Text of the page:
One big country family

It's a perfect autumn day when I meet Lyn Bowtell and Luke O'Shea out at Cabarlah.

The ground surrounding the hall is still mushy from recent rain, and I have to step carefully as I go to greet the duo as they step out of the car.

A genuine smile lights up Lyn's face as she shakes my hand warmly and introduces herself, saying Luke will be out of the car in a moment.

Vivaciousness seems to radiate from her, from the dimples that form as she grins to her sparkling eyes.

When Luke steps forward to greet me, I am struck by how warm and genuine he is as well.

The three of us fall into easy conversation as we find a place to sit, Lyn remarking that there's something special about community halls and performing in them.

The duo have known each other for almost 20 years and have toured together before, going as far as Cairns as well as Proserpine, Airlie Beach, Yeppoon and Townville in North Queensland.

"That was in 2014, I think," Lyn says.

"And then everyone's got their own agendas and tours, projects, collaborations, but the planets just aligned for this one," Luke explains.

It's important for both Luke and Lyn that their performances together show a balance in the music.

"[The show] is a combination of both our separate sets," Luke says.

"Lyn's got about four, five albums of her own; I've got about eight of my own, so what we've found challenging is actually combining our two sets and making sure you cover each other's light and darkness - you get that balance," he says.

"That's the ebb and the flow of a crafted show. You mix light and dark, happy with sad, joyful, meaningful.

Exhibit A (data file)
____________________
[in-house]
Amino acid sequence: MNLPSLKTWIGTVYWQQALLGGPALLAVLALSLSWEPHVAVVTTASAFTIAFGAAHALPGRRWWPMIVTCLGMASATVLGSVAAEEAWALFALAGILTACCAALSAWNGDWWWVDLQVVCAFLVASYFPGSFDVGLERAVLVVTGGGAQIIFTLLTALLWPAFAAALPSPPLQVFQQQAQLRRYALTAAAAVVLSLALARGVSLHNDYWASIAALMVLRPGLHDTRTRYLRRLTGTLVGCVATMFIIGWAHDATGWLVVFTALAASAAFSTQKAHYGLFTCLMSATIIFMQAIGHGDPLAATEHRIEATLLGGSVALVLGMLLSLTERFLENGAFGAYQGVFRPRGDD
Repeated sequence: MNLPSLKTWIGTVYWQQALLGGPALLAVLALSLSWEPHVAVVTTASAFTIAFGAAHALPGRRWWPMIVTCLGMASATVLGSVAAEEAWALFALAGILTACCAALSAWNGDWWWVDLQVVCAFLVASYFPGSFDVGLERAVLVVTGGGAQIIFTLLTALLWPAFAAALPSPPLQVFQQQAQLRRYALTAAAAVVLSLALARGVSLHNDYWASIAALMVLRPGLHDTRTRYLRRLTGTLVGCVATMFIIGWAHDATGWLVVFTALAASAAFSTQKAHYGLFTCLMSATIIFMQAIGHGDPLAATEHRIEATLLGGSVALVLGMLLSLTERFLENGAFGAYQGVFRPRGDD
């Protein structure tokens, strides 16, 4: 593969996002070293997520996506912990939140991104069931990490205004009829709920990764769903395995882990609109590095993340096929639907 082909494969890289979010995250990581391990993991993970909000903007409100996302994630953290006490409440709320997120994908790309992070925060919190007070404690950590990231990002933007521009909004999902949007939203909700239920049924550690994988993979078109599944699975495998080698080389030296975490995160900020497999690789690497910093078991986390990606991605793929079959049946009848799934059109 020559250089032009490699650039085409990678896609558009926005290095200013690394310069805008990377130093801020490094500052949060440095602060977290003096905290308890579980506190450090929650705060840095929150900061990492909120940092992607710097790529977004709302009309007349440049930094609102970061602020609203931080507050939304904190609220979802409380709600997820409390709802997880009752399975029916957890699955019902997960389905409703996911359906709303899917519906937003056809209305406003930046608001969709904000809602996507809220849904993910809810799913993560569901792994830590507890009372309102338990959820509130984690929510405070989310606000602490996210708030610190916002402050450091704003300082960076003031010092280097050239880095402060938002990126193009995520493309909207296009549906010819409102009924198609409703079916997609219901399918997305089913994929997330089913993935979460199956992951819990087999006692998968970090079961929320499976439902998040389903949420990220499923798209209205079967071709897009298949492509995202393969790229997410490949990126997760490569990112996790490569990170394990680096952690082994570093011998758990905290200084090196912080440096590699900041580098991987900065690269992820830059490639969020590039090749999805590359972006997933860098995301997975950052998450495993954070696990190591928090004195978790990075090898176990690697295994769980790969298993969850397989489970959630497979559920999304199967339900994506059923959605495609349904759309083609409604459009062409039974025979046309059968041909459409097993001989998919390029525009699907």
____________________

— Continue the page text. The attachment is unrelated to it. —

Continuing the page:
"It's been a real challenge, actually, to find that safe common ground where we feel the show flows beautifully, but we've got it."

Lyn agrees.

"We've got a few duets as well, which is lovely; I really enjoy doing that," she says.

"Luke's got a new album he's working on, and we're hoping that maybe one of them that we've been doing will get on the record."

Both singer-songwriters have had a passion for music since they were relatively young.

"For me, it was basically about where I could sing when I was 12," Lyn reminisces.

"When you're that young and you show an interest in music and playing guitar and singing and writing songs, country clubs were the way to go, so I used to go to the Toowoomba country music club and the Dalby country music club when I was a kid and that's kind of where it all happened - and Mum and Dad's record collection," she says.

"But, it's the friendships that keep me involved in it, really. The music's amazing, but I think that country music has a very beautiful family.

"Like in country music you can call on your mates and do some tours together, which is pretty rare in the rock industry and stuff, and in blues as well."

Luke says his journey into country music was a longer one than Lyn's.

"I was just a mad traveller, so I used to do a lot of busking around the place and I just loved the storytellers, so I was naturally drawn to the country and folk artists... and where people love the lyric, which is within the country music genre.," he explains.